President Trump’s main economic advisor, Larry Kudlow, director of the National Economic Council, said recently: “I don’t want certain countries to run away with certain standards.”

The rising tensions risk a standards split of the kind seen in the GSM/CDMA and the 3G eras, which would also put at risk the scale of the global ecosystem of equipment and devices, achieved in LTE and envisaged for 5G.

That would be another blow to the hoped-for economic efficiencies of 5G networks, to add to the potential additional cost that will be incurred by operators in countries where Huawei and ZTE are barred from 5G deals, reducing the MNO’s choice of suppliers, for macrocells at least, to three.

As well as reduced price competition, companies that use Huawei for 4G – like Vodafone in Australia, a country that has blocked Chinese vendors from 5G deals – fear the cost of making a 5G network from a new vendor compatible with the 4G systems, or ripping out the Huawei gear and replacing it.

USA may soften line to allies as few agree to bans:

Many Huawei customers are loud opponents of any restrictions. Vodafone UK, conscious of the dilemmas facing its Australian stablemate, has warned that it would need to rip out 6,000 Huawei base stations, and that would delay its 5G network reaching scale because of the additional cost and migration effort required.

So far, only the USA and Australia have issued outright bans, while Japan has barred its federal agencies from using equipment from Huawei or ZTE. Other countries continue to debate the issue, and the possible risks of security breaches via Chinese equipment. France’s parliament is the latest to discuss a bill to introduce stricter security rules for 5G networks, though these would not be specific to Chinese equipment but follow the EU line that the main priority is to strengthen 5G protections across the board.

The proposed legislation would mandate special testing of 5G equipment before its vendors would be eligible to win network contracts. It would also extend vetting processes to electronic components and RAN or tower software. However, an earlier version of the bill failed to gain support in the parliament earlier this year.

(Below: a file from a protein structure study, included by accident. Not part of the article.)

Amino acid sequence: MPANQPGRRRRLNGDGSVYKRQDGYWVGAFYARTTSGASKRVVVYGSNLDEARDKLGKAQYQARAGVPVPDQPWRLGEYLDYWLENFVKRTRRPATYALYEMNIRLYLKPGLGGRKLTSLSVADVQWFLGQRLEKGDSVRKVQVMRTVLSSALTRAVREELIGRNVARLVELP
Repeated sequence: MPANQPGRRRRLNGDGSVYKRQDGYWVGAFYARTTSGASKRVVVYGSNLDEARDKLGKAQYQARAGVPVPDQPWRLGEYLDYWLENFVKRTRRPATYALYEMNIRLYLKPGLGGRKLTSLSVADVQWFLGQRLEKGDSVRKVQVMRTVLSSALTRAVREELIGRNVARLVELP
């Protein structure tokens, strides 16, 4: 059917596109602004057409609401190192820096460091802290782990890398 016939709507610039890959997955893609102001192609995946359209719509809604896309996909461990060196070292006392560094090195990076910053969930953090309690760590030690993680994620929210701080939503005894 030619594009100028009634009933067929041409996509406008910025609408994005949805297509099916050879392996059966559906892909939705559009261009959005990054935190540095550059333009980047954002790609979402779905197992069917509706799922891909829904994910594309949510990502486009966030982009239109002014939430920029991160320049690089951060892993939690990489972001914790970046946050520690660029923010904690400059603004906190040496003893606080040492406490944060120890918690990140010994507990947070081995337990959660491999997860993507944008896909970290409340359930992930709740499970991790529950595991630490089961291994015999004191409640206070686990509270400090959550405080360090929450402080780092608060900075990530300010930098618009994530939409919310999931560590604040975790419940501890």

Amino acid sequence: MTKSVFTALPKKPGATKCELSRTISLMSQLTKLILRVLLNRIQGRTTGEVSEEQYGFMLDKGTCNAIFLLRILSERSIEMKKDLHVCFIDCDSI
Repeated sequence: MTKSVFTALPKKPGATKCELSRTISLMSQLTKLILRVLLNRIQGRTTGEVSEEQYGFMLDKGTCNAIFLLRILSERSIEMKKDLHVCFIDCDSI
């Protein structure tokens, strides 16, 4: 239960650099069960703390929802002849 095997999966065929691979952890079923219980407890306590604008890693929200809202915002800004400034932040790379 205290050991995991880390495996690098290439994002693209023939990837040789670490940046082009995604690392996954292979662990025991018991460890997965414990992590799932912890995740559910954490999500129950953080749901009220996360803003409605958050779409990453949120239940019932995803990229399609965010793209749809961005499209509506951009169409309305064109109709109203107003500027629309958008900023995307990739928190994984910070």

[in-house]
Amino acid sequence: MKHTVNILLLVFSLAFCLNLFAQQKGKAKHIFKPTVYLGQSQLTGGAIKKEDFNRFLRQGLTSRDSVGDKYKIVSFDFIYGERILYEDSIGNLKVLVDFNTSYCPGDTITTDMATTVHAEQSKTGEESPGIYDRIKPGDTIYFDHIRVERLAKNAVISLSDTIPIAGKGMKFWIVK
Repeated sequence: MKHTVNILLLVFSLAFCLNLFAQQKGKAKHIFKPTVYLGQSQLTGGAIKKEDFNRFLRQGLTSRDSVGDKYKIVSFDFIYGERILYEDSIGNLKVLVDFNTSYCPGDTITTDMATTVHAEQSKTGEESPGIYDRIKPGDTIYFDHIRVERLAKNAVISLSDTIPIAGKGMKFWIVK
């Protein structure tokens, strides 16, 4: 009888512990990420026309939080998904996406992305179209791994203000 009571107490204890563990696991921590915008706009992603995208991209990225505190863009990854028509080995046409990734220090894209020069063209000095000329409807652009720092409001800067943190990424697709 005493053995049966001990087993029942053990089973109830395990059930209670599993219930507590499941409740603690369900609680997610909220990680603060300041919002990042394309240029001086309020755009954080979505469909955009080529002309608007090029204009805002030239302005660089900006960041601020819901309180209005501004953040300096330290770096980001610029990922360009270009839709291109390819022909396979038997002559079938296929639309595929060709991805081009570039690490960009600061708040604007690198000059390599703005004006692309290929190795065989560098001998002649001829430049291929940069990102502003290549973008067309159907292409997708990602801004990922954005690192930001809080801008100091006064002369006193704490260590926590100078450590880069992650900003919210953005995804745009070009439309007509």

The USA has intensively lobbied its allies, especially fellow members of the ‘Five Eyes’ intelligence partnership, to follow its lead and impose bans on Chinese equipment, and the administration may be surprised at the lukewarm response so far, as many countries, such as Germany, instead say they will tighten their security rules rather than issue bans.

US politicians have warned that they may have challenges working with countries whose infrastructure they do not trust, implicitly threatening a cooling of relations. “Those who are charging ahead blindly and embracing the Chinese technology without regard to our concerns may find themselves in a disadvantage in dealing with us,” said Gordon Sondland, US ambassador to the EU, last month.

But now, other nations may have called their bluff, and US security officials are saying they are now exploring ways to manage any risk posed partners using Chinese kit in their 5G networks or other critical infrastructure. Sue Gordon, deputy director of the US intelligence community, told the LA Times last week: “We are going to have to figure out a way in a 5G world that we’re able to manage the risks in a diverse network that includes technology that we can’t trust. We’re just going to have to figure that out.”